The Provincial Directorate of Commerce of Cadiz asked Clavero the location of the turtles and some agents of the Seprona of the Civil Guard, went in July to your home to perform an act of voluntary manifestation and take pictures of the specimens. In the document, which has had access to THE COUNTRY is a record of how the environmentalist explained the origin by donation of reptiles and the lack “of any document” that proves its provenance. The surprise of the activist, it came when, at the end of December, received a notification from the Tax Agency that gave the shuttle to the start of a record of an administrative infringement of smuggling, with fines of 20.700 euros. The penalty stemmed from a course record of apprehension of the Seprona in that it refers to the absence of documentary evidence of their origin.
“I Think that the error comes from the fact that it has been taken as a record of arrest and not as an act volunteer. In addition, it refers to the documentation that shows that we counted with the approval of the department and of the soivre inspections,” explains Clavero. Despite the request of THE COUNTRY, the Civil Guard in Cádiz has refused to comment. For its part, the Tax Agency has explained that it may make references to specific cases. Only the offices of the central Government in Cadiz has nuanced than the record of infringement has a period of 15 days “to provide more information or allegations, that does not mean that they will be punished”.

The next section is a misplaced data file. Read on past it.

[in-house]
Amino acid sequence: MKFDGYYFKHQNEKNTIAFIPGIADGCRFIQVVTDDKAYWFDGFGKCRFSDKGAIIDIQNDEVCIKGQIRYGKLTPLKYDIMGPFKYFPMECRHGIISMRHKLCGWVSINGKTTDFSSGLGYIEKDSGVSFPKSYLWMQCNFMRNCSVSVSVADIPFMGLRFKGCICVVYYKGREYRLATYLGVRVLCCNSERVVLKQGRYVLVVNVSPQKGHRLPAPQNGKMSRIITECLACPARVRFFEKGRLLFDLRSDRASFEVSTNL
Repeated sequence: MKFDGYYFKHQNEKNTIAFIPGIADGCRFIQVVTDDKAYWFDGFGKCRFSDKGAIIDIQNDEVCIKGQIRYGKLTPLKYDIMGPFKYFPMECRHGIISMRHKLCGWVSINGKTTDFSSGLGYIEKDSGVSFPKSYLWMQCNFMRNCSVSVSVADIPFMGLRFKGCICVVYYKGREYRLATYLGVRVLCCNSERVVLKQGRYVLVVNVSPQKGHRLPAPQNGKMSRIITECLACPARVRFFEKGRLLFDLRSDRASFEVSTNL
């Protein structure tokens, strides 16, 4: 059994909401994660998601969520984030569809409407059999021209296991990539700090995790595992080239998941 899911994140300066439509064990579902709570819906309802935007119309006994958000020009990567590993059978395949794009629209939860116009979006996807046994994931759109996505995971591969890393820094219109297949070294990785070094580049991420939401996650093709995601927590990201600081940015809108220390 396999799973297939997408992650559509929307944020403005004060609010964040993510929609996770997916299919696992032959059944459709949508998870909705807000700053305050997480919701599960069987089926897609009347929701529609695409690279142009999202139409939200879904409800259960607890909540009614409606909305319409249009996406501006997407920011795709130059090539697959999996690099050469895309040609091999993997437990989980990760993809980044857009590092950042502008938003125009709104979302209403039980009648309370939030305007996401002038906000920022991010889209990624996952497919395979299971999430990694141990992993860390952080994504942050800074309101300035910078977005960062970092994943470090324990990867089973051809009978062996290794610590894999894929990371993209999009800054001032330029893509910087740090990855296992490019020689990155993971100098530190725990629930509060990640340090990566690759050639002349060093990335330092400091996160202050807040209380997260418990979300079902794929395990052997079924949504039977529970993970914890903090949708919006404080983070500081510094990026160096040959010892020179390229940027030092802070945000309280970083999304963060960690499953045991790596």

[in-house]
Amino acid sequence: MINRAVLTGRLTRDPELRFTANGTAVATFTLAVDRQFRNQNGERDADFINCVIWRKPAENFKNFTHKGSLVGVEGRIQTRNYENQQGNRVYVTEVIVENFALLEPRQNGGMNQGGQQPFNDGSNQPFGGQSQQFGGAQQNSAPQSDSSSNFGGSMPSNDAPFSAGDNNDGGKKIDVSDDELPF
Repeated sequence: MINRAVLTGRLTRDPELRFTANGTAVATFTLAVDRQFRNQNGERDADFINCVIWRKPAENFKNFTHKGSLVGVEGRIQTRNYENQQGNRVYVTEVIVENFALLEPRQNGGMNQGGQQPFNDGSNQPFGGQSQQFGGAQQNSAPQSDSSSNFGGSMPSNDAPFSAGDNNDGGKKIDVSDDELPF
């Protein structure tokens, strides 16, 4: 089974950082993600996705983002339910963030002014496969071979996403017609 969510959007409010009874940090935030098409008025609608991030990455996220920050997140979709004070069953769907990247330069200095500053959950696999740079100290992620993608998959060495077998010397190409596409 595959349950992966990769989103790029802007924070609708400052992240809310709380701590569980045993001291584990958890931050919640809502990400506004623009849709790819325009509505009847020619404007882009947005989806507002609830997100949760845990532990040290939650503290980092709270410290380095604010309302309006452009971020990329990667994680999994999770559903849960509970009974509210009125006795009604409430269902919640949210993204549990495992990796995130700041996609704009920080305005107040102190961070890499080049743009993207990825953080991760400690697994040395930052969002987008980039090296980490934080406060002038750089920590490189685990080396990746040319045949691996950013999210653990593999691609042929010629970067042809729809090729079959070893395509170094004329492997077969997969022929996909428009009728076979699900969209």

Acosta has already presented its claims, and the ecologist, The Port is already close to making you own, where will justify all the approvals they had for their project. Meanwhile, the 23 turtles that hibernate hidden in the leaf litter of the garden of his chalet, I'll have to wait a bit more to return to his home in Morocco. Yes, it will continue to be under the custody of the ecologist, by mandate of the Tax Agency, although he has an open record, paradoxically, he is appointed depositary of the reptiles. “The only thing we want is for this archive, and, above all, that we finally give you permission to be able to return to your place”, remacha resigned Clavero.
The tortuous path of a well-known environmentalist
Juan Clavero is a spokeswoman for Ecologists in Action in Cadiz and a historical activist who became director of the Natural Park of the Sierra de Grazalema. However, your name jumped to the fore after that, in August 2017, will set a trap in The Forest to try to accuse of drug-trafficking on their return from a march in favour of free transit and use of the livestock routes, increasingly encircled by fences of owners privstates that deny the public use of these trails. Finally, a judge ended up freeing him of any responsibility, and four people ended up investigated as alleged perpetrators of a plot that has not yet come to trial.Updated Date: 11 January 2020, 19:00